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|P. Mustapää (1899 - 1973) - real name Martti Haavio|
Finnish folklorist and poet, member of the Finnish Academy 1956-1969. Typical for Haavio's poems is irony, relativism, and skillful use of poetic rhythm and free metre – later in life he began to use traditional metrics with masterful freshness. Haavio is considered with Aaro Hellaakoski the most important poets of the transitional period between traditional and modern verse.
"Grey grief he's had his measure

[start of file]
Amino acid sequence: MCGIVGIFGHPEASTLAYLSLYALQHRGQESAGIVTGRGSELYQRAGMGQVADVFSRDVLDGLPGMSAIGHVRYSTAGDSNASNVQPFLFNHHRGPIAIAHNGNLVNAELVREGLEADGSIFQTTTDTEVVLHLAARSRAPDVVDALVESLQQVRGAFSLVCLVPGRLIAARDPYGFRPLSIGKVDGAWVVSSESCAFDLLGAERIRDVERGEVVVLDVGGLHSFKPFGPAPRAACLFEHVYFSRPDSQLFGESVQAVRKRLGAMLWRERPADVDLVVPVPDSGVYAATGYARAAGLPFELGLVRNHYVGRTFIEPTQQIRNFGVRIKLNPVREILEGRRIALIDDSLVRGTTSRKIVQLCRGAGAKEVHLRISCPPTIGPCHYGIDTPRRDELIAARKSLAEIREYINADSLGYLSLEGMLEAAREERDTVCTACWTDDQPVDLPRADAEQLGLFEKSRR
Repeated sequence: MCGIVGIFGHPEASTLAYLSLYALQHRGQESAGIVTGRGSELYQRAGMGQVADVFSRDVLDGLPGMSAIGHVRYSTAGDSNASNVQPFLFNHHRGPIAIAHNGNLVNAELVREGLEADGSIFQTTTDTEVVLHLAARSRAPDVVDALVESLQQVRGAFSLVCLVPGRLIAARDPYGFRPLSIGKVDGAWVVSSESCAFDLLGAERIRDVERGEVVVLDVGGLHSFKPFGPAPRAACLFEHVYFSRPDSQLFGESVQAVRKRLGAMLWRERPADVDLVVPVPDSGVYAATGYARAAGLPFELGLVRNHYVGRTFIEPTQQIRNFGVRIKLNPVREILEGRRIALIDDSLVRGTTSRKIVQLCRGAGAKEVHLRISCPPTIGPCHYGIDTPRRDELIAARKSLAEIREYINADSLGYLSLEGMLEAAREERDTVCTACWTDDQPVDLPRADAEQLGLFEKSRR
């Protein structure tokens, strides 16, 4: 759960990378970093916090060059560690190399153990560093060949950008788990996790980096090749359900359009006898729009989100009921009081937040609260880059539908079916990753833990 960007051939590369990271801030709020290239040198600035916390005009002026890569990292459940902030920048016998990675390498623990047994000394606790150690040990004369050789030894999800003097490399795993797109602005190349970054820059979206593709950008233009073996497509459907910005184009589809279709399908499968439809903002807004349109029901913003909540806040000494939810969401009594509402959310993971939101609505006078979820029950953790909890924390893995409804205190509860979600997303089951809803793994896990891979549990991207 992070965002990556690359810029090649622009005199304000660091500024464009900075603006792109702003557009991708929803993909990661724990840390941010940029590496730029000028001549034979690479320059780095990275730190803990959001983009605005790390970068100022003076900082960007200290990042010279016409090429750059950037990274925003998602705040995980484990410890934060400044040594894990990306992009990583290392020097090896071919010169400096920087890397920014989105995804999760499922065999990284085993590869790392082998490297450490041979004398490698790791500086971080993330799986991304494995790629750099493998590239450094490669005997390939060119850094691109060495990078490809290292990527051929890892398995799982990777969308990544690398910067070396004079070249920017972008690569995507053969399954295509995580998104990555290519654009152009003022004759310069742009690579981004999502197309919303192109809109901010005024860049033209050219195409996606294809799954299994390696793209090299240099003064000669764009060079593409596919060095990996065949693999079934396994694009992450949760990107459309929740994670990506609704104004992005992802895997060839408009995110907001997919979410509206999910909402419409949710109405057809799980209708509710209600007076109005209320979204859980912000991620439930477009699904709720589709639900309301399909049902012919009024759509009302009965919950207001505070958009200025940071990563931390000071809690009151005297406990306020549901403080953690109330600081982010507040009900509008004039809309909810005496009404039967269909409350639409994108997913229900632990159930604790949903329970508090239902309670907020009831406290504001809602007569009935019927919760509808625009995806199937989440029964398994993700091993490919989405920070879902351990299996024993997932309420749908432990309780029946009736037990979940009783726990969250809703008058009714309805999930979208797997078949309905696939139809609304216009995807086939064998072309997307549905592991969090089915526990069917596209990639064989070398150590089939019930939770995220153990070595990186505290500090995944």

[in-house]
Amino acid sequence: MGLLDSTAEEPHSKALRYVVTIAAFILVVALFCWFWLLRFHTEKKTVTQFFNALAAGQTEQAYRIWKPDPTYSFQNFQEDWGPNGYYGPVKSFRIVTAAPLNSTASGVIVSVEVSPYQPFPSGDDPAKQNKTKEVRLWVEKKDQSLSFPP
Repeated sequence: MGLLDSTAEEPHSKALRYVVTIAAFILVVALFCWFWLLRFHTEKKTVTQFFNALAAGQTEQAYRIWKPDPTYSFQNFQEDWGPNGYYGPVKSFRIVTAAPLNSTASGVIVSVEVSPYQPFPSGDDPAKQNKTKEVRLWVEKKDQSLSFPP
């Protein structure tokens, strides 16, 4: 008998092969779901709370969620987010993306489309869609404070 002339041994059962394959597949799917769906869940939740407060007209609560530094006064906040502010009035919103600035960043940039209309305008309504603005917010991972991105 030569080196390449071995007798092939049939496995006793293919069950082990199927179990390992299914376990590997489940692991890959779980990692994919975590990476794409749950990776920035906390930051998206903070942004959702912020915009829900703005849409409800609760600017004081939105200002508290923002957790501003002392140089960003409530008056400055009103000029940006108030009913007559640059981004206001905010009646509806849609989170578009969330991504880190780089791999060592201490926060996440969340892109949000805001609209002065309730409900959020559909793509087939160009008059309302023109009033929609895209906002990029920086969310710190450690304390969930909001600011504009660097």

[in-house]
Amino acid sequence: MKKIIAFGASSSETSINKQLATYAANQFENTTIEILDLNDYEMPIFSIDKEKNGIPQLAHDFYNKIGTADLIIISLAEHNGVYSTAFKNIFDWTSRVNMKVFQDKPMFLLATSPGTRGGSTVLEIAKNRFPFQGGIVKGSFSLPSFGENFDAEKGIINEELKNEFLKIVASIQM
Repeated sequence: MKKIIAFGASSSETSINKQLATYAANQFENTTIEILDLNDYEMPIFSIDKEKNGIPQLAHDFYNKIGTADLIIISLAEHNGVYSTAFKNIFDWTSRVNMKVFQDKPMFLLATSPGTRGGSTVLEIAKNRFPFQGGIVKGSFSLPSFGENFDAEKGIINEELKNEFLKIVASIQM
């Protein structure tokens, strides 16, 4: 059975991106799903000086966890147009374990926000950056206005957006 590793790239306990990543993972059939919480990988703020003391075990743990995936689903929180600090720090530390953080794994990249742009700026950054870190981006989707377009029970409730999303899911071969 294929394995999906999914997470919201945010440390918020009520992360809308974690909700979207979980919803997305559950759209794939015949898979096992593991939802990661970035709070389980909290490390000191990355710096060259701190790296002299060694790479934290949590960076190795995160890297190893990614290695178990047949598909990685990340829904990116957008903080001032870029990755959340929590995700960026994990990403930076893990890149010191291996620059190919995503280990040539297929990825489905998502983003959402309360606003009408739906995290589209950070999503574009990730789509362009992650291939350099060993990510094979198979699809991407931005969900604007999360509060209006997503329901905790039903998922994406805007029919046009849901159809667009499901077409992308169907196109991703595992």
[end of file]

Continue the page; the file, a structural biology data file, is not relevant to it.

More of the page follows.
Martti Haavio was born in Temmes, the son of Anna Lydia Ahlgrén and Kaarlo Haavio, a priest. At an early age, Haavio began to write short stories and poems. After the Civil War broke out in 1917, Haavio joined the Civil Guard. He studied at the University of Helsinki, receiving his Ph. D. in 1932. Although he had reserved nature, he was active in different student organizations and wrote for student magazines. From 1932 to 1949, Haavio was a lecturer at the university. In 1949 he was appointed professor of folklore. From 1924 to 1931 Haavio worked at the publishing house WSOY as an editor and from 1946 to 1951 as the director of literature department. Haavio's double position as an influential figure in literary circles and a director of a publishing company was criticized by V.A. Koskenniemi, who had been the leading poet between the world wars. Koskenniemi believed, that Haavio and Hellaakoski have formed a clique against him.